Jos Verstappen on Max’s Red Bull loyalty and Lewis Hamilton dream team possibility

Thomas Maher
Jos and Max Verstappen walk through the F1 paddock together in Qatar.

Jos Verstappen has reflected on his son Max's incredible year of domination in F1.

Jos Verstappen has reflected on Max’s incredible year at the forefront of Formula 1, in an extensive interview with

Last week, we brought you the first part of our wide-reaching interview with Jos Verstappen – the famous and very proud father of now three-time F1 World Champion Max Verstappen after the 26-year-old wrapped up his third consecutive title.

Looking back over the period in which Verstappen has climbed from being a mere challenger to the crown worn by Lewis Hamilton, only to become the king himself with 19 wins in the most dominant display a driver has ever put on in F1, Jos has given a fascinating insight into what makes his son tick.

Jos Verstappen: Max Verstappen ‘absolutely likes’ the domination

Given that the stable regulations for 2024 mean that, on paper at least, Verstappen remains the title favourite for another year given the extent of Red Bull’s domination in 2023, Jos explained how he’d like to see more competition for his son.

“Of course, we want to win the races but I also like him fighting and then running away with a win, or maybe just not. I think everybody wants to see that,” he said.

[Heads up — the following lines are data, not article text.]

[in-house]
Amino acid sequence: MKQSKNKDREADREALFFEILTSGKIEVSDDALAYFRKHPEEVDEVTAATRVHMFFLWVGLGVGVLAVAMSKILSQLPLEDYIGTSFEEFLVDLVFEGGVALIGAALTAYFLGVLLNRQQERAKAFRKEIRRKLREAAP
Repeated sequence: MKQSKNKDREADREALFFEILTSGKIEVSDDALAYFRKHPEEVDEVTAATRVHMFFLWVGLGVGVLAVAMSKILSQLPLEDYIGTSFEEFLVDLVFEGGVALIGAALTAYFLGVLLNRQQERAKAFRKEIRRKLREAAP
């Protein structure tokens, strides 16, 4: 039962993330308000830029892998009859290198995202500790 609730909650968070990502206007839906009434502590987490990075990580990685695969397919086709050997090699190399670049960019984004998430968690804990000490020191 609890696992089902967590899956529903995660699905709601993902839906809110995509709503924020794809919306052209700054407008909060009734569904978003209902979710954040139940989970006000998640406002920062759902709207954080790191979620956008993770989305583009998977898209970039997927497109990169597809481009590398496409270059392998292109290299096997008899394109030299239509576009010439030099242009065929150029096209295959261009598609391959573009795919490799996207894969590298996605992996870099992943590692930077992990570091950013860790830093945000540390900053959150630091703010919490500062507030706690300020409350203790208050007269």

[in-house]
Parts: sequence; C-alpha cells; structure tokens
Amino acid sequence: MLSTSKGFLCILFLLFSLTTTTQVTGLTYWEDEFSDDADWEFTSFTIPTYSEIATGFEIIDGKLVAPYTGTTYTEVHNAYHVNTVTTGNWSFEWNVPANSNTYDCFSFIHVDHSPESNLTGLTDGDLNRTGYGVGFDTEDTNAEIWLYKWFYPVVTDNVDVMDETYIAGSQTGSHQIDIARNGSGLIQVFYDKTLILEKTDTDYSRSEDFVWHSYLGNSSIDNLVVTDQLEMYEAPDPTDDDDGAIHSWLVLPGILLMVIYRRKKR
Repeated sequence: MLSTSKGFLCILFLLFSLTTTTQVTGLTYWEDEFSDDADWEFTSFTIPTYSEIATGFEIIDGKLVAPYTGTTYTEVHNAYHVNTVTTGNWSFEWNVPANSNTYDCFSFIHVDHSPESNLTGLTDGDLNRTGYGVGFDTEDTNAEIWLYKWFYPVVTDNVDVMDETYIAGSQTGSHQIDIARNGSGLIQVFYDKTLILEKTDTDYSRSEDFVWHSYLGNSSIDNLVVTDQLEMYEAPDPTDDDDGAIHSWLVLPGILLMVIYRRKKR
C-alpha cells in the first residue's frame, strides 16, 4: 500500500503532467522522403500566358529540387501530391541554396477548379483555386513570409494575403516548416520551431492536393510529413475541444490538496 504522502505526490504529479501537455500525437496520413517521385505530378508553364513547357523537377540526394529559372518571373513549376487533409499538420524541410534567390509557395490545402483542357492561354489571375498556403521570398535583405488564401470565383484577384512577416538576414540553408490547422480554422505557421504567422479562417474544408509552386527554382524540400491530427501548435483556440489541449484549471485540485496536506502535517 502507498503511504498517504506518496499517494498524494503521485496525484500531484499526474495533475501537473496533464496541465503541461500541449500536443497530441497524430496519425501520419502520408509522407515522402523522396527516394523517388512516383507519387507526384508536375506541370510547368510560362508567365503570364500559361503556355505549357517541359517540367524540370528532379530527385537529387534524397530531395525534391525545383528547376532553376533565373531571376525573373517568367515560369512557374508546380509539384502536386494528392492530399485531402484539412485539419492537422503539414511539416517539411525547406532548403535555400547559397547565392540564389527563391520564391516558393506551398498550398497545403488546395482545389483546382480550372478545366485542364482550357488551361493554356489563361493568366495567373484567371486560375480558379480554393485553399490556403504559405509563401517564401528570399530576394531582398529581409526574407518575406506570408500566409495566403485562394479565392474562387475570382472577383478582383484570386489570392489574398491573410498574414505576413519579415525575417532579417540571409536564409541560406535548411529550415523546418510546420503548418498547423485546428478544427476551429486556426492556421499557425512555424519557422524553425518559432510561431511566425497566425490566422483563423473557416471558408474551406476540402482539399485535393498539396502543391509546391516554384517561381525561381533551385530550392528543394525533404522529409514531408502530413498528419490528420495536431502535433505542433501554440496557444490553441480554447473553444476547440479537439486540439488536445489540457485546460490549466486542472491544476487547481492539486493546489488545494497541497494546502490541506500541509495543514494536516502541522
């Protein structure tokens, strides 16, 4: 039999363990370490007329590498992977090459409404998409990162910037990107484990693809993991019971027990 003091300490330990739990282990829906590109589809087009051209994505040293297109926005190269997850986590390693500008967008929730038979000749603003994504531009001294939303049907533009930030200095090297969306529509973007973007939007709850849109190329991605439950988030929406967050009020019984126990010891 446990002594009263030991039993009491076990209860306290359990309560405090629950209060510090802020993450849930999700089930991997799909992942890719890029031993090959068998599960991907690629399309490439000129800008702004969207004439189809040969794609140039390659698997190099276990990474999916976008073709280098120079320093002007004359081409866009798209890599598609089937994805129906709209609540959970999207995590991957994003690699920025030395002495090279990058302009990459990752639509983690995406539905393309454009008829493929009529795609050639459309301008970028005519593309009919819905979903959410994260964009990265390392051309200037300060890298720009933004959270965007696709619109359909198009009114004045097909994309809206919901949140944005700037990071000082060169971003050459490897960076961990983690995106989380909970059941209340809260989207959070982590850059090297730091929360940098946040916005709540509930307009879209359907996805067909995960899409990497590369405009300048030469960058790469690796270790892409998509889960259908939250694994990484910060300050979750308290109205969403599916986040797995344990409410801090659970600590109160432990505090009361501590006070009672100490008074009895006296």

“I’m a fan of the sport, I’m a fan of Formula 1. Of course, it’s nice to win 18 or 19 races in the season. But, to win the championship as he did in 2021, I also enjoyed it after all so… why not?”

But is the domination enough of a stimulus for Verstappen? As fun as it is to win race after race, picking up all the resultant glory, is there a chance that the Red Bull driver would like a tougher challenge from another driver elsewhere on the grid?

“He likes this. Absolutely likes the domination,” Jos smiled. The smile widens as I ask whether Max would be interested in committing to a rebuild project if Red Bull did slip back from the very front: “He’s only interested in winning races.”

But, given how Red Bull is moulded around their talismanic Dutch champion, might Max one day have his head turned by another team, particularly if the Milton Keynes-based squad slip up?